As a born-and-bred New Zealander, I naturally feel a sense of ownership and fondness towards the Pavlova. Equally, as someone who has adopted the UK as their home for the last 7 years, I love a good Eton mess. My experiences with baking meringue, both in it’s huge pavlova form and mini-mounds of crunchy goodness, have always been somewhat hit-and-miss. My mother is the queen of Pav baking. My sister creates decadent mounds piled high on a cake stand with whipped cream and fruit that looks like it’s leapt straight off one of the pages of an Ottolenghi cookbook. My attempts? Either magnificent or pathetic. Either, ‘Oh look it’s perfect!’ or (more likely), ‘Oh crap, it’s a disaster’.
This week for a last supper with a friend, who is all visa-approved off to New York after 20 years in London, I decided to give meringue making another crack and try and work out if there is a tried-and-true method. My friend’s also originally from NZ, so in a nod to both his childhood and his adult years in London, something somewhere between Eton Mess and Pavlova seemed appropriate.
Inspired by Leigh’s post on Rosewater and Pistachio meringues, I considered giving my old-favourite Ottolenghi’s recipe a go. But I found myself turning towards the very gorgeous Love Bake Nourish by Amber Rose (yet another expat New Zealander). A gift from my sister, it’s become my go-to baking cookbook these days. I’ve tried out several recipes and they’ve all been a success. I’m a huge fan of using maple syrup, raw sugar, spelt flour and unusual ingredients, and this book is full of nourishing recipes using interesting and natural ingredients. (Her lovely instagram is worth a follow too for daily prettiness and inspiration.)
Maple syrup meringues (adapted from Love Bake Nourish by Amber Rose)
Serves 6 to 8, depending on size. Or three people who REALLY love meringue.
2 teaspoons cornflour
2 teaspoons cider vinegar
6 large free-range eggs whites (I used medium sized eggs as that was all I could get nearby)
Pinch of salt
200g unrefined golden caster sugar (I used raw granulated sugar)
2 tablespoons of maple syrup
1 tablespoon vanilla extract (I’d run out but didn’t worry about it)
1. Preheat the oven to 200 degrees C. Or thereabouts if you’re temperatures have worn off the oven like mine. Line baking sheets with baking paper. I only needed one baking sheet but you might need two depending on how big you’d like your meringues.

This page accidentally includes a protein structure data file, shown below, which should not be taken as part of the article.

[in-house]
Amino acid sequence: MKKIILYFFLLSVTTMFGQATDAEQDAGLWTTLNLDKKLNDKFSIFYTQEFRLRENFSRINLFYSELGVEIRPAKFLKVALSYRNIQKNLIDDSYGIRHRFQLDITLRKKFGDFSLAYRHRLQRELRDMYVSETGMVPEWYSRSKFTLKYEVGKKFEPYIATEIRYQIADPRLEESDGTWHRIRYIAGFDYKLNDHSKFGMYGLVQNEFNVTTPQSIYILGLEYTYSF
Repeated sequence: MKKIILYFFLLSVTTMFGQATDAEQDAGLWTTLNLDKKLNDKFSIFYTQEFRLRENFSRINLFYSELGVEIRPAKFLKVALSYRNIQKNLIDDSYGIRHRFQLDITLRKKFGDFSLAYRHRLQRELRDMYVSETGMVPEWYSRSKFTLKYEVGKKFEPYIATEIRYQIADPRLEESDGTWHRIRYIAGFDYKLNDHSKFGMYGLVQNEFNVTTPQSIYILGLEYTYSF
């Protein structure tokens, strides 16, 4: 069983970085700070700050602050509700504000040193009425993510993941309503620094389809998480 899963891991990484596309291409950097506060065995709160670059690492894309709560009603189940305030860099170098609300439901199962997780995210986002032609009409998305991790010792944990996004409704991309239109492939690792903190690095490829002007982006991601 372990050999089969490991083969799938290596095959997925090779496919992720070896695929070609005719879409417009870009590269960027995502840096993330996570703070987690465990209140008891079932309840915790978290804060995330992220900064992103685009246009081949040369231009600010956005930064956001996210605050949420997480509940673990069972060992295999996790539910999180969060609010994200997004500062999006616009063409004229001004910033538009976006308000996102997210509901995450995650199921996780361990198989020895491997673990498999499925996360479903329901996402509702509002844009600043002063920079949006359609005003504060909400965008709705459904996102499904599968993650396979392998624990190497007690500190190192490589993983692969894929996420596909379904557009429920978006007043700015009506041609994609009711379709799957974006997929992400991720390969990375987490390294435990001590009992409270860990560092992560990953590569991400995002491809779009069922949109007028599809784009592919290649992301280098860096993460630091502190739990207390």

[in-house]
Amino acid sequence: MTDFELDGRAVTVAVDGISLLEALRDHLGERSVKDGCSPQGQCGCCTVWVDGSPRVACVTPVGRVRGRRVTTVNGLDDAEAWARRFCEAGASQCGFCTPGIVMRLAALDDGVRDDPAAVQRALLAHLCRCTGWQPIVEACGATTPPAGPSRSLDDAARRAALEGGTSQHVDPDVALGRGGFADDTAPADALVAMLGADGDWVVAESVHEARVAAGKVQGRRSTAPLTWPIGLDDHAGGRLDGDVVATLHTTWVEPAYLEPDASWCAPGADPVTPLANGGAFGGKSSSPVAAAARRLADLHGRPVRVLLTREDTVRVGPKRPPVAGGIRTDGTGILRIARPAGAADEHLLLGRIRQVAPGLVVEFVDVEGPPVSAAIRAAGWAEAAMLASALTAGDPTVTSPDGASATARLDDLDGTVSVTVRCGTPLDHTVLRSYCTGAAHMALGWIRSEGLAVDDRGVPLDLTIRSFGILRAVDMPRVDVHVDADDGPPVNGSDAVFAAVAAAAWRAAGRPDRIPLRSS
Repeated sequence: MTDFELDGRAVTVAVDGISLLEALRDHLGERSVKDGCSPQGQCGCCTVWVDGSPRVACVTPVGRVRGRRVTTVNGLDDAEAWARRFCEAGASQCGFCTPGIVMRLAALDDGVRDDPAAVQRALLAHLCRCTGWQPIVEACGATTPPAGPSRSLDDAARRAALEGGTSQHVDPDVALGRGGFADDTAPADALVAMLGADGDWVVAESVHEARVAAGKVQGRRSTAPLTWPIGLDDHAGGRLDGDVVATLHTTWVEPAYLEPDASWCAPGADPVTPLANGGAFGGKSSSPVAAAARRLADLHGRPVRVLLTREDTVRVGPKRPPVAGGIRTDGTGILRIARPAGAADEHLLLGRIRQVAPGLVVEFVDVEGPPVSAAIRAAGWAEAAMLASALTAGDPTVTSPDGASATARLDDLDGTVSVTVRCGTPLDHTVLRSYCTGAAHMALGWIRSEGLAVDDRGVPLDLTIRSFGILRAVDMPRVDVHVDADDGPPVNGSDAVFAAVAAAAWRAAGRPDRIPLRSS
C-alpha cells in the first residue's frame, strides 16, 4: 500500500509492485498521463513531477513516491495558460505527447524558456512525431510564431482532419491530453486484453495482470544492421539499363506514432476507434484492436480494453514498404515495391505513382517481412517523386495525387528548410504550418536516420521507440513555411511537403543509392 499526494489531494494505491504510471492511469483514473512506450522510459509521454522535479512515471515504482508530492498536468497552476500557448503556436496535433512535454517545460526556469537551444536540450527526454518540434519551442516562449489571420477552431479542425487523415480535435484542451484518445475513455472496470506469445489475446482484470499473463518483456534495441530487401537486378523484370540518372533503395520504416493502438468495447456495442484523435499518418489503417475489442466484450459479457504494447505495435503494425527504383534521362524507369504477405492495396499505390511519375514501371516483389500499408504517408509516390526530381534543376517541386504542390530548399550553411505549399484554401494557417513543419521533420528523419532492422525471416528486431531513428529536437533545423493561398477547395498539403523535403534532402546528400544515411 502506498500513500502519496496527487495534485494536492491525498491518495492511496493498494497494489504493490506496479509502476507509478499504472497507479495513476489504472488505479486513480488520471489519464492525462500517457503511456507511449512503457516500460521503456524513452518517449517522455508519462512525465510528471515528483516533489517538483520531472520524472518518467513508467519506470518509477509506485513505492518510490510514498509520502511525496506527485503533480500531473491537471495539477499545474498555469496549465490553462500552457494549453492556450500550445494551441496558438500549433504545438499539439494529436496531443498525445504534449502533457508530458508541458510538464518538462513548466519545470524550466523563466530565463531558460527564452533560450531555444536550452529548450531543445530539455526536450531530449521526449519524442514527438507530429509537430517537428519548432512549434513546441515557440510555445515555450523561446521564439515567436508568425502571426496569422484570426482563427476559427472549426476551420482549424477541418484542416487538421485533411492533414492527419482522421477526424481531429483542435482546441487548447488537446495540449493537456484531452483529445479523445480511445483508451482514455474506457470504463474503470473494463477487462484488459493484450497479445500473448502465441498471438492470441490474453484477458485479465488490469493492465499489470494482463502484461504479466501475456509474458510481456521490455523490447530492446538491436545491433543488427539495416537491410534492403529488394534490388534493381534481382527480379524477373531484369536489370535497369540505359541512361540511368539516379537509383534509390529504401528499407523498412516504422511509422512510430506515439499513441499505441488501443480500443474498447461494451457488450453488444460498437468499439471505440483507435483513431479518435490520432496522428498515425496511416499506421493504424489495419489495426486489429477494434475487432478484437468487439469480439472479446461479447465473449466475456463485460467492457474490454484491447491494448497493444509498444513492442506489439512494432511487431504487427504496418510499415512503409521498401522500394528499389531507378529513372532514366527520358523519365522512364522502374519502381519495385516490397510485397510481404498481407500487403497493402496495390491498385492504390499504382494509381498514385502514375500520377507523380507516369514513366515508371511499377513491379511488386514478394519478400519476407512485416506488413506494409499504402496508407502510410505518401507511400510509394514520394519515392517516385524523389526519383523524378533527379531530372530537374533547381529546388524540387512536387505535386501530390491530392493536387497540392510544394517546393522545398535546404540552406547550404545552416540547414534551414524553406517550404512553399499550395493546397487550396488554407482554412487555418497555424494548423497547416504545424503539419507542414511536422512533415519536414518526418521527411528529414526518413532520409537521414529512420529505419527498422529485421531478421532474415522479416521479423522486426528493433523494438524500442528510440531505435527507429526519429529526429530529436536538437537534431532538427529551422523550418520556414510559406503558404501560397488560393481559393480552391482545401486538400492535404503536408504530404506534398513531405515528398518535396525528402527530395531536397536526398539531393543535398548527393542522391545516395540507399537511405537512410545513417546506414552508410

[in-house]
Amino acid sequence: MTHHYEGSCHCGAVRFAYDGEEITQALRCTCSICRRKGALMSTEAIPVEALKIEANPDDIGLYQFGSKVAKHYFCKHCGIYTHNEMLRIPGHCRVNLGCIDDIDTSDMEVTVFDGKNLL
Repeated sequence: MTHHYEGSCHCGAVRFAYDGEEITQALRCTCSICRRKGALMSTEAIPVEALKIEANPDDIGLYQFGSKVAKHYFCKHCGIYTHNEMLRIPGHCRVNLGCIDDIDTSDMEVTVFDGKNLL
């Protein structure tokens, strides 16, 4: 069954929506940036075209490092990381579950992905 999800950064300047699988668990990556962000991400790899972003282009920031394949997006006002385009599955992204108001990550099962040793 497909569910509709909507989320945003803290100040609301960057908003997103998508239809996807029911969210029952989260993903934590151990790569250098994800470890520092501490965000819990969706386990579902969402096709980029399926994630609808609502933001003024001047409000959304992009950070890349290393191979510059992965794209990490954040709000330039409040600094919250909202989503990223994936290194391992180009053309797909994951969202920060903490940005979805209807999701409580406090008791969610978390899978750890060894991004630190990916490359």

2. Save your yolks for breakfast/dinner tomorrow. Mix the cornflour and vinegar well in a little bowl until well combined and lump free.
3. I used my kitchen aid mixer for this step which is a blessing when it comes to making meringues. I have made them successfully with a hand mixer too. Whisk the eggs whites with the salt until stiff peaks form.
4. Add the sugar a tablespoon at a time, alternating with really small amounts of the vinegar mix.
5. Keep going until it’s all combined. The meringue should be really thick and glossy. At this stage it looked just how I remembered my mum’s best pavlova mixtures.
6. Add the fold syrup, folding through with a metal spoon. Pile high in mounds on the baking tray. You should get about 6-8.
7. Put in the oven and immediately turn the oven down to 100 degrees C. Bake for about 1.5 to 2 hours, then turn the oven off and let the meringues cool in the oven.
TA-DA! Amber Rose’ recipe then goes on to make caramelised pears to serve atop the meringues. I’m not a fan of pears (does anyone else think they are gritty?) so topped mine with fresh strawberries, raspberries, chopped roasted hazelnuts and whipped cream. DELISH. Chewy, a little crunchy and a bit fluffy. Sadly, we’d a had a few too many wines by the time I dished them up so there are no photos.
The secret to making the perfect meringue? I think it’s down to a little patience, a lot of whipping and very fresh free-range eggs. The right temperature oven (mine is always a guesstimate as the temps have been cleaned off!) plays a big part, and the time to leave them to cool in the oven. It’s a good idea to make them the night before and turn off the oven before you go to bed. If you take them out before they’ve cooled, you run the risk of collapsing and cracking meringues. And I think the maple syrup really gives extra chewiness and flavour.
Have you ever tried making meringues or pavlova? What’s your secret?